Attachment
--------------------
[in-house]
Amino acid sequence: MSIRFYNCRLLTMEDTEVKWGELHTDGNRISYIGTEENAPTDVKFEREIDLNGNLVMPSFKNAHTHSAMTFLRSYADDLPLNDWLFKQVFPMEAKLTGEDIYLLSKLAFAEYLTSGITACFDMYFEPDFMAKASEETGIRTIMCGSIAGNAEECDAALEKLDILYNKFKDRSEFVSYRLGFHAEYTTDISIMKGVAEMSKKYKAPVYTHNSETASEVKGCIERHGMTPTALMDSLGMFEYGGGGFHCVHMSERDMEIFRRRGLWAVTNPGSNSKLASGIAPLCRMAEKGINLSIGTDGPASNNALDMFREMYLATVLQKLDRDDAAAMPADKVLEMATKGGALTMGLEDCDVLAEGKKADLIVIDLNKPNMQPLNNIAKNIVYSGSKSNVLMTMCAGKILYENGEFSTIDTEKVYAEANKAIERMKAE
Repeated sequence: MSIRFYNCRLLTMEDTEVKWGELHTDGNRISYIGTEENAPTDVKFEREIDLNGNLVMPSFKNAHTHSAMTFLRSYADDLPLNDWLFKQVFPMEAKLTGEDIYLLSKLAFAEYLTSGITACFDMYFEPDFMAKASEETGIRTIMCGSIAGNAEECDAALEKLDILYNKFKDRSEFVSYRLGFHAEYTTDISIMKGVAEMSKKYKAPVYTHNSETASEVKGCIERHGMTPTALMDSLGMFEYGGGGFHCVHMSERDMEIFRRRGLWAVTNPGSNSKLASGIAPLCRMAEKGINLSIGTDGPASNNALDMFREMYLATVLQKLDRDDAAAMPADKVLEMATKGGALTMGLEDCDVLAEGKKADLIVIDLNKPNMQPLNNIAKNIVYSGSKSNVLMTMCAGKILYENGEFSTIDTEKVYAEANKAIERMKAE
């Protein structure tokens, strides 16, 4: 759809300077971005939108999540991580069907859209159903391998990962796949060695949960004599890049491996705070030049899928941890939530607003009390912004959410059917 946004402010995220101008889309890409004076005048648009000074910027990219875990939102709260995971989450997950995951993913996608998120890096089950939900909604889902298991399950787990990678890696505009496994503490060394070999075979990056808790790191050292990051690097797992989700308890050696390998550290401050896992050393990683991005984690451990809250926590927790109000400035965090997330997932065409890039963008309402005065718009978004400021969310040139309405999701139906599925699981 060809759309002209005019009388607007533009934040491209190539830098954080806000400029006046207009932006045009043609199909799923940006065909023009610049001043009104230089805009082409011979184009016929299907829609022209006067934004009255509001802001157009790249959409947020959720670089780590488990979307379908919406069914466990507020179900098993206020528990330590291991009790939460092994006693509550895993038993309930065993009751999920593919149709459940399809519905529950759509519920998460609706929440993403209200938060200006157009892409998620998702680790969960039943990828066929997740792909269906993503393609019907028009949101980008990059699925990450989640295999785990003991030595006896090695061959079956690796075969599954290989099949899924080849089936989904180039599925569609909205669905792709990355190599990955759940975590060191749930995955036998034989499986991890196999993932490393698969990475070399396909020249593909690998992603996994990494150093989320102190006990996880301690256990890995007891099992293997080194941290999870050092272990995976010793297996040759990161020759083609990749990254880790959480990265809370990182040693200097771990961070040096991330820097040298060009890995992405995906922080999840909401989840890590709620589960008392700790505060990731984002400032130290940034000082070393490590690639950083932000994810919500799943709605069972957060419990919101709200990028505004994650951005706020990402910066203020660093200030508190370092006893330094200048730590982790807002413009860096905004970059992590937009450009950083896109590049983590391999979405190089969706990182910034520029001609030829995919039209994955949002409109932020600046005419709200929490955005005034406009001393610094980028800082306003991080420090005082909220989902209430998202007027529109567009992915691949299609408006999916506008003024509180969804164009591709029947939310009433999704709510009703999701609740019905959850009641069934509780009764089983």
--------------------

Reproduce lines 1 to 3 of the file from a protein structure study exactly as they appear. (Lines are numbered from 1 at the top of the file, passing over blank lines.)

[in-house]
Amino acid sequence: MSIRFYNCRLLTMEDTEVKWGELHTDGNRISYIGTEENAPTDVKFEREIDLNGNLVMPSFKNAHTHSAMTFLRSYADDLPLNDWLFKQVFPMEAKLTGEDIYLLSKLAFAEYLTSGITACFDMYFEPDFMAKASEETGIRTIMCGSIAGNAEECDAALEKLDILYNKFKDRSEFVSYRLGFHAEYTTDISIMKGVAEMSKKYKAPVYTHNSETASEVKGCIERHGMTPTALMDSLGMFEYGGGGFHCVHMSERDMEIFRRRGLWAVTNPGSNSKLASGIAPLCRMAEKGINLSIGTDGPASNNALDMFREMYLATVLQKLDRDDAAAMPADKVLEMATKGGALTMGLEDCDVLAEGKKADLIVIDLNKPNMQPLNNIAKNIVYSGSKSNVLMTMCAGKILYENGEFSTIDTEKVYAEANKAIERMKAE
Repeated sequence: MSIRFYNCRLLTMEDTEVKWGELHTDGNRISYIGTEENAPTDVKFEREIDLNGNLVMPSFKNAHTHSAMTFLRSYADDLPLNDWLFKQVFPMEAKLTGEDIYLLSKLAFAEYLTSGITACFDMYFEPDFMAKASEETGIRTIMCGSIAGNAEECDAALEKLDILYNKFKDRSEFVSYRLGFHAEYTTDISIMKGVAEMSKKYKAPVYTHNSETASEVKGCIERHGMTPTALMDSLGMFEYGGGGFHCVHMSERDMEIFRRRGLWAVTNPGSNSKLASGIAPLCRMAEKGINLSIGTDGPASNNALDMFREMYLATVLQKLDRDDAAAMPADKVLEMATKGGALTMGLEDCDVLAEGKKADLIVIDLNKPNMQPLNNIAKNIVYSGSKSNVLMTMCAGKILYENGEFSTIDTEKVYAEANKAIERMKAE